Struggling with free walk on a long rein - Page 2 - The Horse Forum

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post #11 of 23 Old 07-01-2013, 03:29 PM
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Looby wouldn't lower and stretch her neck at all - courtesy of whoever had her in the past you could have her on as long a rein as possible and she would still walk with her head as if she was in a collected frame
I found riding her in a Happy mouth shaped mullen mouth bit made the difference as she discovered she was Ok to lean on it a little bit and relax
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post #12 of 23 Old 07-01-2013, 03:40 PM
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This is a good thread--NO easy answers.
I'm thinking that she could use some regular time trail riding. Do you have a buddy to go with you? I never ride on the trail alone. She can't hold her head up forever and you would be on a loose rein.

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post #13 of 23 Old 07-01-2013, 03:44 PM Thread Starter
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Originally Posted by jaydee View Post
Looby wouldn't lower and stretch her neck at all - courtesy of whoever had her in the past you could have her on as long a rein as possible and she would still walk with her head as if she was in a collected frame
I found riding her in a Happy mouth shaped mullen mouth bit made the difference as she discovered she was Ok to lean on it a little bit and relax

Hattie is in a myler mullen mouth after trying many others and she is far more comfortable in that and quite happy to move into contact.

I know Hattie will stretch and perform the movement to some extent, but as this is worth double marks I'm really looking at improving the movement so it is less hit and miss. I think I need to push her on more to stretch her whole frame and hopefully encourage overtracking maybe by widening hands more and loosenng with each step.?
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post #14 of 23 Old 07-01-2013, 03:49 PM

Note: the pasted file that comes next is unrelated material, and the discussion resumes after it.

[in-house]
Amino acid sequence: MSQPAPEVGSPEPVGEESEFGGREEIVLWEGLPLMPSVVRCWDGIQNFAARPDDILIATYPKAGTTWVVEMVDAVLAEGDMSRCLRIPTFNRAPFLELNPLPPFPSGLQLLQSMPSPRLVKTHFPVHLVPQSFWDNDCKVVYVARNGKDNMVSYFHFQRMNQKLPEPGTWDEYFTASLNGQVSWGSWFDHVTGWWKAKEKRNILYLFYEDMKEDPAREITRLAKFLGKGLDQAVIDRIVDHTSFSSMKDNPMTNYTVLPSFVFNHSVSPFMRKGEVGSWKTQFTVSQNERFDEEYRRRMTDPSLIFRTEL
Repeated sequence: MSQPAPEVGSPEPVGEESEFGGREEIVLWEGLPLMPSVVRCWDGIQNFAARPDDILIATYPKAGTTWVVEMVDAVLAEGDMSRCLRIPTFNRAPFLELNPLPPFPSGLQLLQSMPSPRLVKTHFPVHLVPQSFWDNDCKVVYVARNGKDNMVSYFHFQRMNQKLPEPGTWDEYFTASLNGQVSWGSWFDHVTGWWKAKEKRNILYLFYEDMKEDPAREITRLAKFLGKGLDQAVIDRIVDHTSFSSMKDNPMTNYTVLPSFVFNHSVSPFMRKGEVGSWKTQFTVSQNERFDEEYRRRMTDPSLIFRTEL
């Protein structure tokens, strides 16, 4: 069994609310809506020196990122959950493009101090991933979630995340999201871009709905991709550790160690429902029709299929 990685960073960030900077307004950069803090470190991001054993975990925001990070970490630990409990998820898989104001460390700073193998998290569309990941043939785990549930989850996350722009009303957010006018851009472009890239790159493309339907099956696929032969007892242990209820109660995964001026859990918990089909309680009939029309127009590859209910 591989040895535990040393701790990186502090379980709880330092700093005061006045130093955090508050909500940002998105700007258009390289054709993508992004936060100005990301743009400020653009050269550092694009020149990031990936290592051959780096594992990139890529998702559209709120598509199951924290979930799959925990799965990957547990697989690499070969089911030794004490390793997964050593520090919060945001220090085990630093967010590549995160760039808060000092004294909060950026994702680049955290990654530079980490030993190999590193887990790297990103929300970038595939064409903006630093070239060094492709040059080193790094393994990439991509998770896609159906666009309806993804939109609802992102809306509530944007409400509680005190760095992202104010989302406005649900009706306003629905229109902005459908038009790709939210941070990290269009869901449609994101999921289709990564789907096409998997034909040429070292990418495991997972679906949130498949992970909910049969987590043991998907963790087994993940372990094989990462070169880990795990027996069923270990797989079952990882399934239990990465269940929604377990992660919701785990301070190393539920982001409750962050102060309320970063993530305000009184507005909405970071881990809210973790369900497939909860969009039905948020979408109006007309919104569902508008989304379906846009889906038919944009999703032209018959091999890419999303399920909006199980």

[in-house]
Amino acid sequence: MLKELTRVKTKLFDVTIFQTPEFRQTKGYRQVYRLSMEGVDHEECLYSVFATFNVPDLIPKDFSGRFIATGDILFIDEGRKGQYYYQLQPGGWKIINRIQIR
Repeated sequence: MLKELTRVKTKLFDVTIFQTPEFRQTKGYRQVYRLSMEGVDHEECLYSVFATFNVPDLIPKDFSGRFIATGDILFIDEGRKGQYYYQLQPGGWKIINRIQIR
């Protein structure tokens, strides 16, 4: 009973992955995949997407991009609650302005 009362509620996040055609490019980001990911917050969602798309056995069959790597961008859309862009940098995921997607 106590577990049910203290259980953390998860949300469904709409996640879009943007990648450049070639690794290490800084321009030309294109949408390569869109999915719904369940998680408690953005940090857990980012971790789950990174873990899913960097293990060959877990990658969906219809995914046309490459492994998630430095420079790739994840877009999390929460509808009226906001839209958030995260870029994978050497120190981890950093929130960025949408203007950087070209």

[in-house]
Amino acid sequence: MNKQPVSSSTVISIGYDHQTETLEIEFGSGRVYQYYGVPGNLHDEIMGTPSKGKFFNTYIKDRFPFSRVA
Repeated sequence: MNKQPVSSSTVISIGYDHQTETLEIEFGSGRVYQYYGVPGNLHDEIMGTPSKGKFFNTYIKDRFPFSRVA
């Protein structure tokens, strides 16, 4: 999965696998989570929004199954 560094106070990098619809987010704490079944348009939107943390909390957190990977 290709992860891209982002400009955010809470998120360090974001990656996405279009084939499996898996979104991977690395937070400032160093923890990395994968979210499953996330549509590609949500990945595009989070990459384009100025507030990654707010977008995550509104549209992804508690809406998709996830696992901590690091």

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Do have her stretch down during schooling? How do you ask for this? I imagine you could get her to do this on command if you can figure out what your routine is.

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post #15 of 23 Old 07-01-2013, 09:37 PM
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This video might help you.
Ingrid Klimke emphasizes the walk and stretching.

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post #16 of 23 Old 07-02-2013, 03:43 AM Thread Starter
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Do have her stretch down during schooling? How do you ask for this? I imagine you could get her to do this on command if you can figure out what your routine is.

I school on grass which to a haffy is always incentive

Out on hacks, on the road, we have such a good walk going that the stretch is natural ...or seems to be. I think I get a better stretch if she has been working hard before hand and in the case of the last test we didn't warm up for long as it was a hot day and I feared she'd lose all interest if we went into the test hot and bothered, but maybe that was a big mistake.
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post #17 of 23 Old 07-02-2013, 08:35 AM
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Have you tried pulsing your calf in time with the walk you want to achieve? I'm still very tired, so it makes more sense in my head than I can find words to explain.